if (element instanceof Iterable<?>) {
            result.addAll(deepFlatten((Iterable<?>) element, type)); // recursion

        } else if (element != null && element.getClass().isArray()) {

            if (element instanceof Object[]) {
                result.addAll(deepFlatten(Arrays.asList((Object[]) element), type)); // recursion
            } else { // primitive array
                final Iterable<?> itrArray = IntStream.range(0, Array.getLength(element))
                        .mapToObj(index -> Array.get(element, index))::iterator; // method reference
                result.addAll(deepFlatten(itrArray, type)); // recursion

        } else {
             * Will throw ClassCastException if any element is not an instance
             * of "type". You could also throw a NullPointerException here if
             * you don't want to allow null elements.

    return result;

This also handles "embedded" arrays, as well as Iterables, through recursion. Note it doesn't handle Maps because of the ambiguity; should we flatten the keys or the values—or both?

Calling the above with:

Iterable<?> iterable = List.of(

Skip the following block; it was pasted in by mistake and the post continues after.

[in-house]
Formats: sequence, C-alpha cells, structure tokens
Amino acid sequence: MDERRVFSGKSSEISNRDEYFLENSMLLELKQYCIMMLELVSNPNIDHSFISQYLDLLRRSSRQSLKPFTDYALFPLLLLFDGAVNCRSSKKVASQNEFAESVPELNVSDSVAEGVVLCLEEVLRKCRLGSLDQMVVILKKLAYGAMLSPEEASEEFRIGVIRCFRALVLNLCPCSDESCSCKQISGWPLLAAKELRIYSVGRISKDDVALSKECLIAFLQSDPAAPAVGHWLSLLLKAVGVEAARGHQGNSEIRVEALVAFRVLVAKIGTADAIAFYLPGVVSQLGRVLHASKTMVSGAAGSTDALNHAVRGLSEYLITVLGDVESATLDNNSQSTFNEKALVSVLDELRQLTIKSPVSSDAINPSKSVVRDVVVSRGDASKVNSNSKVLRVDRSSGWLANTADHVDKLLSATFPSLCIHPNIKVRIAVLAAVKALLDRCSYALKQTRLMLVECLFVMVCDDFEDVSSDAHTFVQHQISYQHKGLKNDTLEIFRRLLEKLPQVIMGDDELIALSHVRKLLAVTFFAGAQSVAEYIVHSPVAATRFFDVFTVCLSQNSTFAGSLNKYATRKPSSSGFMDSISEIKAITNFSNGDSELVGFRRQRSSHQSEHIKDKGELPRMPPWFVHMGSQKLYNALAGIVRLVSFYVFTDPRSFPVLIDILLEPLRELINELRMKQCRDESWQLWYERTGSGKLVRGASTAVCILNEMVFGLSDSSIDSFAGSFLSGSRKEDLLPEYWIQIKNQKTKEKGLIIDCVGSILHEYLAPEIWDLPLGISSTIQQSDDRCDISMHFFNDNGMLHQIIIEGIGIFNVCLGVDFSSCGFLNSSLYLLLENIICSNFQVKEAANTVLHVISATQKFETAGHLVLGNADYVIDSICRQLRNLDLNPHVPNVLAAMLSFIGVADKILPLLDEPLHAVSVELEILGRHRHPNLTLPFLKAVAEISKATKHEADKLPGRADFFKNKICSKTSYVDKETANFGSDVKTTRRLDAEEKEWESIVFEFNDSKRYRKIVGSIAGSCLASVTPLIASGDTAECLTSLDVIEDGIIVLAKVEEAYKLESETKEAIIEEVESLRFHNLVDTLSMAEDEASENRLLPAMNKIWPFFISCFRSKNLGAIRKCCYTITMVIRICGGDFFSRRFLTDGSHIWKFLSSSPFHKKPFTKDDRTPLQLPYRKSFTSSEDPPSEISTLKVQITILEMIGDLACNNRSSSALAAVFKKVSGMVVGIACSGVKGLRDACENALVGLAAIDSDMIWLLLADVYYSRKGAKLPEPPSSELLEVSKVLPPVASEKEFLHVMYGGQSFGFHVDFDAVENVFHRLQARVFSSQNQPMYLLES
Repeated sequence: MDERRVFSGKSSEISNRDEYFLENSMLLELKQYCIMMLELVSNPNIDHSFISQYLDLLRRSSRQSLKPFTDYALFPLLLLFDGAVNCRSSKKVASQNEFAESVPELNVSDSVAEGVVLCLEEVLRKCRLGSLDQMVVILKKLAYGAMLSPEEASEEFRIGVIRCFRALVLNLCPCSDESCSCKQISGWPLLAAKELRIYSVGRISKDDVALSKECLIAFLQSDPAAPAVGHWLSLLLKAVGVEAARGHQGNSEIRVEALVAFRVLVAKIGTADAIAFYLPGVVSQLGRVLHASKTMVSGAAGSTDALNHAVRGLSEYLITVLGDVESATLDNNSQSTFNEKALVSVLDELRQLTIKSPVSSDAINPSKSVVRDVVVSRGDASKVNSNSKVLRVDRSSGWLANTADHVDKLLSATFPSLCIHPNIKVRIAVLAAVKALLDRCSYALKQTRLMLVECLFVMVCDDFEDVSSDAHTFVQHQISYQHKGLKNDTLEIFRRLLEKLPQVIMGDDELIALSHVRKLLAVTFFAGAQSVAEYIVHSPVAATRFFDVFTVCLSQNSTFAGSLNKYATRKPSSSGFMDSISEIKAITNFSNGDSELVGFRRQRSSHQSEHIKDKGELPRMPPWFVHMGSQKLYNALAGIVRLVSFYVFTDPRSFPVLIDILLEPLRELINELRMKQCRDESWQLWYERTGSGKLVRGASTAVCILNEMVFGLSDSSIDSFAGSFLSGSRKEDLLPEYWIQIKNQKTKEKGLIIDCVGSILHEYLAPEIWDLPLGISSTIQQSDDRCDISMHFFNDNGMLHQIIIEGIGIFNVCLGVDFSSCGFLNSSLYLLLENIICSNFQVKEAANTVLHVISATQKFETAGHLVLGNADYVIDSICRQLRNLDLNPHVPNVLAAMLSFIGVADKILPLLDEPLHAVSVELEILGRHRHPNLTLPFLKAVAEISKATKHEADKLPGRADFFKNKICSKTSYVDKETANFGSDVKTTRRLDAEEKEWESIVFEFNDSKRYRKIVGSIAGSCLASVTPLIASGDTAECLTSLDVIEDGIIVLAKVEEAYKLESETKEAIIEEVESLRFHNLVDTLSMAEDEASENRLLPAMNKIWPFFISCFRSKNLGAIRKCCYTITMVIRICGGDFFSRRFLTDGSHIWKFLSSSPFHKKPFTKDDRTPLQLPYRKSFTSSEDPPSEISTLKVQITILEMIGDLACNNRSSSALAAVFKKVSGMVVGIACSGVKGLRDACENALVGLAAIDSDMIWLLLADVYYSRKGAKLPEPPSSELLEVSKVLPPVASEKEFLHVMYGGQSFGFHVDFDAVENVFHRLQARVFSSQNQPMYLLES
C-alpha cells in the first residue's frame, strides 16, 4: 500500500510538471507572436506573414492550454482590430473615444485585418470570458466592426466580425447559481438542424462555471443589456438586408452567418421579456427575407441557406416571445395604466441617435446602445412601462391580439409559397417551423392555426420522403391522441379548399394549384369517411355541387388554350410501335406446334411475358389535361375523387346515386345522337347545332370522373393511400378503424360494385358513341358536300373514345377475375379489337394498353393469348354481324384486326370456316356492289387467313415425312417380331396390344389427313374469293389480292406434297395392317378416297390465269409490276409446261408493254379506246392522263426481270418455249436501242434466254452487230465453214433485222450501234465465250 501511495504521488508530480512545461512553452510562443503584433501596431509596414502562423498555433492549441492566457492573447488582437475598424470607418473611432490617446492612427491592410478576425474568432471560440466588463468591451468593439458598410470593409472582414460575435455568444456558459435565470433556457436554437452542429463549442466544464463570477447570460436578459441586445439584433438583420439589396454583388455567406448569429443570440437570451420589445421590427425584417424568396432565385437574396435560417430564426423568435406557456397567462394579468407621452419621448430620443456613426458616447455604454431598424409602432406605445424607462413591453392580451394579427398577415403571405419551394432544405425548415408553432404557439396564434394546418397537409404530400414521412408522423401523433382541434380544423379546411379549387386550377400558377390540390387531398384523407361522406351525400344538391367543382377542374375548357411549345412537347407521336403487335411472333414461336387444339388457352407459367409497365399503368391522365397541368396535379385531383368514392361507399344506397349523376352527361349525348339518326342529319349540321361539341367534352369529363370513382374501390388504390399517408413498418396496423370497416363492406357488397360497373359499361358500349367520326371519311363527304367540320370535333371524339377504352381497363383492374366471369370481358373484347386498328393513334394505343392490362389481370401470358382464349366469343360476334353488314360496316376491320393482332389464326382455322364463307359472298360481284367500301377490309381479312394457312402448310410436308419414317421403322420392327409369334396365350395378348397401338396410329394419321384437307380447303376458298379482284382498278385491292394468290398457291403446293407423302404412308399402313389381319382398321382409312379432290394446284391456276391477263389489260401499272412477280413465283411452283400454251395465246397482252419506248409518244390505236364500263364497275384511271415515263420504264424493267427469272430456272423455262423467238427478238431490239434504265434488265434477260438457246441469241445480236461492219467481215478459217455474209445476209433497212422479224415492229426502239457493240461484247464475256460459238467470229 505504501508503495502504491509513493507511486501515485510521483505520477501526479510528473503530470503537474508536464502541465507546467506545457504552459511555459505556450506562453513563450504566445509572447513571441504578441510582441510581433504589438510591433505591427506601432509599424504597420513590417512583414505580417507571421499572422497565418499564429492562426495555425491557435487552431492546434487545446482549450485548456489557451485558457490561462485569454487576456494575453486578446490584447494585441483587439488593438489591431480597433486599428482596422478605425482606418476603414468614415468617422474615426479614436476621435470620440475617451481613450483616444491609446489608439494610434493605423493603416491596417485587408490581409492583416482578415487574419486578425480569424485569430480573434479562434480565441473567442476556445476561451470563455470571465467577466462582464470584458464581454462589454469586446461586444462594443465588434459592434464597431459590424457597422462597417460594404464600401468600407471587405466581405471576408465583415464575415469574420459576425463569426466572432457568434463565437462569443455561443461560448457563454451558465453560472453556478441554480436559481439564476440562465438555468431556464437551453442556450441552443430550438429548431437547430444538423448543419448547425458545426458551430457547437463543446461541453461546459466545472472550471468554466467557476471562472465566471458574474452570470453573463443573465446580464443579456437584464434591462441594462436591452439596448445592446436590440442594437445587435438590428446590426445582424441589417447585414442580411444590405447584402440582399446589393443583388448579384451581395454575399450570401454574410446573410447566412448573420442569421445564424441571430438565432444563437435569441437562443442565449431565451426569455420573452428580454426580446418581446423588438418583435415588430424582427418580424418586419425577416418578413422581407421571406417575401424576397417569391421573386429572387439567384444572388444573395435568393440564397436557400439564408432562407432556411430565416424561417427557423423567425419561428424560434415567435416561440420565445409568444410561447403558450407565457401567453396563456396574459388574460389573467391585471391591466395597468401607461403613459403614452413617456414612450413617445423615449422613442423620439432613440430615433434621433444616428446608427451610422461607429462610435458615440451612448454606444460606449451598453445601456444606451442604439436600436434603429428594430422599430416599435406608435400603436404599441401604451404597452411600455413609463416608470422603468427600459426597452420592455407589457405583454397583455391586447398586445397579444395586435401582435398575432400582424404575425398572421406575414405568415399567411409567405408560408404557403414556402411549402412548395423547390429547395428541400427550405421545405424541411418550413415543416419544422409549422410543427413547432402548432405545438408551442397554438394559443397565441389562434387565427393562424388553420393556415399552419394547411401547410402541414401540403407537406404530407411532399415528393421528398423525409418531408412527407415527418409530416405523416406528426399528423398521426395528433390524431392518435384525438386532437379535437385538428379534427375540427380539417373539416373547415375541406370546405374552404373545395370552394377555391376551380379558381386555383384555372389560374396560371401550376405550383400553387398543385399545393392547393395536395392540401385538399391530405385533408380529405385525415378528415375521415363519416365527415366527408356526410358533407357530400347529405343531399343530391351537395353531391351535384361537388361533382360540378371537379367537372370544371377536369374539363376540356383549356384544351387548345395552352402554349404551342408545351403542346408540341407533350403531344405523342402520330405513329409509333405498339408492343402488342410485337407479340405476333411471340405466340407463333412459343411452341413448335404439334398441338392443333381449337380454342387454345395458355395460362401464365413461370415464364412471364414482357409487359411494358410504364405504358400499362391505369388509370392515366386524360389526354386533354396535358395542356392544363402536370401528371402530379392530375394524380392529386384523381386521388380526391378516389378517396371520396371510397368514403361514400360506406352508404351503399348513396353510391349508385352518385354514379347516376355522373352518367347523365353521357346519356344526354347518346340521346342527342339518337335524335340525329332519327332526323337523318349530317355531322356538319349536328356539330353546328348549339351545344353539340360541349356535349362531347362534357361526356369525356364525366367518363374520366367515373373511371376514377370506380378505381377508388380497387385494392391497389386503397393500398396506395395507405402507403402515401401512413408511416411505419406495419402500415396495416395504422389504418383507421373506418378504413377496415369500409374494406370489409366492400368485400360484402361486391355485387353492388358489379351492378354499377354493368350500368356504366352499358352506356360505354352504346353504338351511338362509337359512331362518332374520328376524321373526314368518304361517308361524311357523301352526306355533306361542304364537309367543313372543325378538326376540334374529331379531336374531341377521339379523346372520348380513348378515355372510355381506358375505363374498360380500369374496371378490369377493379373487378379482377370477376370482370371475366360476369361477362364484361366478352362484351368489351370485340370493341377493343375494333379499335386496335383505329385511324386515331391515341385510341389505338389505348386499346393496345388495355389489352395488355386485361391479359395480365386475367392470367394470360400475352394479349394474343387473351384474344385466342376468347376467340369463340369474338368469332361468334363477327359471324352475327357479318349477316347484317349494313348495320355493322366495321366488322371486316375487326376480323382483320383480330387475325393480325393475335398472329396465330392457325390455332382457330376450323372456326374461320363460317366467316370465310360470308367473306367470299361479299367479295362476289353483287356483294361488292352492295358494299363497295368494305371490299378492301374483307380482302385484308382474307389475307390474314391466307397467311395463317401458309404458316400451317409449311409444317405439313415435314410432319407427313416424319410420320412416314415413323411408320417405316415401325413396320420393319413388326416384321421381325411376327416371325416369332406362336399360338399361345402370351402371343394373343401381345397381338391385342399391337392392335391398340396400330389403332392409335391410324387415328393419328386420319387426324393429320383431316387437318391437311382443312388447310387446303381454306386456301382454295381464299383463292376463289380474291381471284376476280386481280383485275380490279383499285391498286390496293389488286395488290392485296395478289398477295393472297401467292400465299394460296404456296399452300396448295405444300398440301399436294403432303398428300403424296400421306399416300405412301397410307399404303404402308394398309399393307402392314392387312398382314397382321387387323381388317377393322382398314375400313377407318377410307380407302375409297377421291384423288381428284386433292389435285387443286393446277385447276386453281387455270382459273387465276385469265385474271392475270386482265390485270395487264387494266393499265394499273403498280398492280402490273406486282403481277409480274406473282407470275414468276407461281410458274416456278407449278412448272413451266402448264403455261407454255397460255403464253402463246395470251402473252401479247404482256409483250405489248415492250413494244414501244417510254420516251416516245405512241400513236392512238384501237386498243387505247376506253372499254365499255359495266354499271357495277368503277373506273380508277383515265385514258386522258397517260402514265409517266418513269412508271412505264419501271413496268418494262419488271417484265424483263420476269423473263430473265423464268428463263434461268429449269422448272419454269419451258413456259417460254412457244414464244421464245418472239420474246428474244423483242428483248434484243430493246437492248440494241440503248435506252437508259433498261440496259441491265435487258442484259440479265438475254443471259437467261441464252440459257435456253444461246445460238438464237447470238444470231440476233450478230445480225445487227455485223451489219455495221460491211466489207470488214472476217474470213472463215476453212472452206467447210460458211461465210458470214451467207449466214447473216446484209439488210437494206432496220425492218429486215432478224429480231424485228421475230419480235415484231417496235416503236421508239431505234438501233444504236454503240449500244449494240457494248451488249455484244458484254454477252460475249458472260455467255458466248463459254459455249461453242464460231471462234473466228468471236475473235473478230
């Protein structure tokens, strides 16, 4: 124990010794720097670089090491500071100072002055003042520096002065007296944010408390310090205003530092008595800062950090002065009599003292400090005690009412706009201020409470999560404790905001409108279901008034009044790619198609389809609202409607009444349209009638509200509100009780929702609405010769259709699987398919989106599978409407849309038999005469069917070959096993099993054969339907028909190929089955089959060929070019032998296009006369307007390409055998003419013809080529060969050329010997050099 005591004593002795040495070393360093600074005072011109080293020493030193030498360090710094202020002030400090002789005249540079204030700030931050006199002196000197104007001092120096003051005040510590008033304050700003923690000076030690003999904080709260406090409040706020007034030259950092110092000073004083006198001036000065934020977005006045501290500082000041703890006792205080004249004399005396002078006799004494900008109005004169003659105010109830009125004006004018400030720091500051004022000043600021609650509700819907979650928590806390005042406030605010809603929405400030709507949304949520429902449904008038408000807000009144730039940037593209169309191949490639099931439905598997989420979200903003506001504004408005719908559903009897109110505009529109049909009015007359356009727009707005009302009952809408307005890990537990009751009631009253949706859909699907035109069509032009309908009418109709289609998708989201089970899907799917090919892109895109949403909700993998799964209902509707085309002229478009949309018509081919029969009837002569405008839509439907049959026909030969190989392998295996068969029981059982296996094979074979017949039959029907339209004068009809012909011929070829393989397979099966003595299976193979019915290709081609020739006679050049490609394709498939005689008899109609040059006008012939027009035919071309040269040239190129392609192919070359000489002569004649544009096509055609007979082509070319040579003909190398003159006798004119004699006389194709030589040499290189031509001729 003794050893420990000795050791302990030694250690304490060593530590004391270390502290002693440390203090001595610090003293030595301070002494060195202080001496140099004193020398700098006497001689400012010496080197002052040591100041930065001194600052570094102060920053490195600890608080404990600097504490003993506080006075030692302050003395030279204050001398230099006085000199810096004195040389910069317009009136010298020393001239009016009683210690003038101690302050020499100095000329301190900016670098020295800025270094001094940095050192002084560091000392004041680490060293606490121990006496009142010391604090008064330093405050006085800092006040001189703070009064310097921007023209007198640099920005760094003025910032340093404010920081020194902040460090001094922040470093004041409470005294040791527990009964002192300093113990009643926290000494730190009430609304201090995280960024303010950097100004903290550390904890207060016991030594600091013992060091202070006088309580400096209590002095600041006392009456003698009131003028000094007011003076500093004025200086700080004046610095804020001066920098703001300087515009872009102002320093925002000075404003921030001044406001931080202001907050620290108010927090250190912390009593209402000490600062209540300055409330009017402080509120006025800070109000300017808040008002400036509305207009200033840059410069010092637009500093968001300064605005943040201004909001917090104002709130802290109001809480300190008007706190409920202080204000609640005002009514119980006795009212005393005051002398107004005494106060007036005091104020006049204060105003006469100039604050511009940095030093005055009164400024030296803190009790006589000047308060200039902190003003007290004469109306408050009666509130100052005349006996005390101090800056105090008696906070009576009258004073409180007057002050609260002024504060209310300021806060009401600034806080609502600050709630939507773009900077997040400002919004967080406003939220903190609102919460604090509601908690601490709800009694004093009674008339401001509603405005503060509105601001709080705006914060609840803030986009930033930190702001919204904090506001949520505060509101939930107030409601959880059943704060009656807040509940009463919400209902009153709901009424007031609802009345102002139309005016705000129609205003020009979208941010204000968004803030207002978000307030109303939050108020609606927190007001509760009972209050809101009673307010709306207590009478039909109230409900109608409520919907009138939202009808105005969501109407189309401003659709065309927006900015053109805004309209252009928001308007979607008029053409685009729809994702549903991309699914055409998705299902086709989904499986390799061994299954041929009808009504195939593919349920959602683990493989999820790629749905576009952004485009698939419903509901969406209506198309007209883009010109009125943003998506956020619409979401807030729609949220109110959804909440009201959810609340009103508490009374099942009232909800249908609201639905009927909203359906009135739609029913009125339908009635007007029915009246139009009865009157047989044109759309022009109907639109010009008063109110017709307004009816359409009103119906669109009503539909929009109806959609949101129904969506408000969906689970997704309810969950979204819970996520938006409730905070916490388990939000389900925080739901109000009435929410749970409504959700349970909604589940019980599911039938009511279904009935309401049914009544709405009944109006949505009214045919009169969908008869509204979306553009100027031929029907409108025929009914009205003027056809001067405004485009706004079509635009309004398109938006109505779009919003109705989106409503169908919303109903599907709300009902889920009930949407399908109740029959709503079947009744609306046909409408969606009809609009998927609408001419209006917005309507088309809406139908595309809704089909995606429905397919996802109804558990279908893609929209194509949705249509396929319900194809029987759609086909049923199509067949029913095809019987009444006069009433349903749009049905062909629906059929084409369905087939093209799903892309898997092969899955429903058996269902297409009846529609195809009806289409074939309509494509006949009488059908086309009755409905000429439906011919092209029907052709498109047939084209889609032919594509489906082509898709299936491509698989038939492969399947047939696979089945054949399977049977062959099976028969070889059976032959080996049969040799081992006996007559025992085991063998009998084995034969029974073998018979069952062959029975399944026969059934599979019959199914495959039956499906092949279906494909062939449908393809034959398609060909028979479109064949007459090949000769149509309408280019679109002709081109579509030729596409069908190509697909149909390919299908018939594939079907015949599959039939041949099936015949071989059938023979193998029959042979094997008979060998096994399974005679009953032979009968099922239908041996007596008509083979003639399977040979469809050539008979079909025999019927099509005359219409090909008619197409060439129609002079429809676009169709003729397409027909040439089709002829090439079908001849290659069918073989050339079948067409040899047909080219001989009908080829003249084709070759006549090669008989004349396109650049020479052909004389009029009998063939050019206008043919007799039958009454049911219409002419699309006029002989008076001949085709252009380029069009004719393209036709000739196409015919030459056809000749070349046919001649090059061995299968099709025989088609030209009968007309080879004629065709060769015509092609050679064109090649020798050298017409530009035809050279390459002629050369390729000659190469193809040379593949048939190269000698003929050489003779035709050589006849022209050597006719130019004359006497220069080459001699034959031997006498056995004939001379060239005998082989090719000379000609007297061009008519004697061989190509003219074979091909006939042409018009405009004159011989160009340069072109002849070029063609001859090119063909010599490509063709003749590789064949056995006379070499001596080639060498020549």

"A", "B", "C", "D",
        List.of("E", "F", List.of("G", "H"), "I", "J"),
        new String[]{"L", "M", "N", "O", "P"},
        new String[][]{{"Q", "R"}, {"S", "T"}, {"U"}, {"V"}},
        new Object[]{"W", "X"},
        "Y", "Z"
List<String> flattened = deepFlatten(iterable, String.class);

Gave me:

[A, B, C, D, E, F, G, H, I, J, K, L, M, N, O, P, Q, R, S, T, U, V, W, X, Y, Z]

Note that the letters are in order because Lists and arrays have guaranteed iteration orders. If your Iterable contained a Set the result of the deepFlatten may not be in the same order each time.


Use of Exceptions to control application flow/business logic is an anti-pattern. You can read more about it here, here and here.

Regarding storing different types of elements in Collections could be difficult to debug and maintain. You can write your own wrapper and encapsulate the handling of it from usage. You can refer this for an inspiration.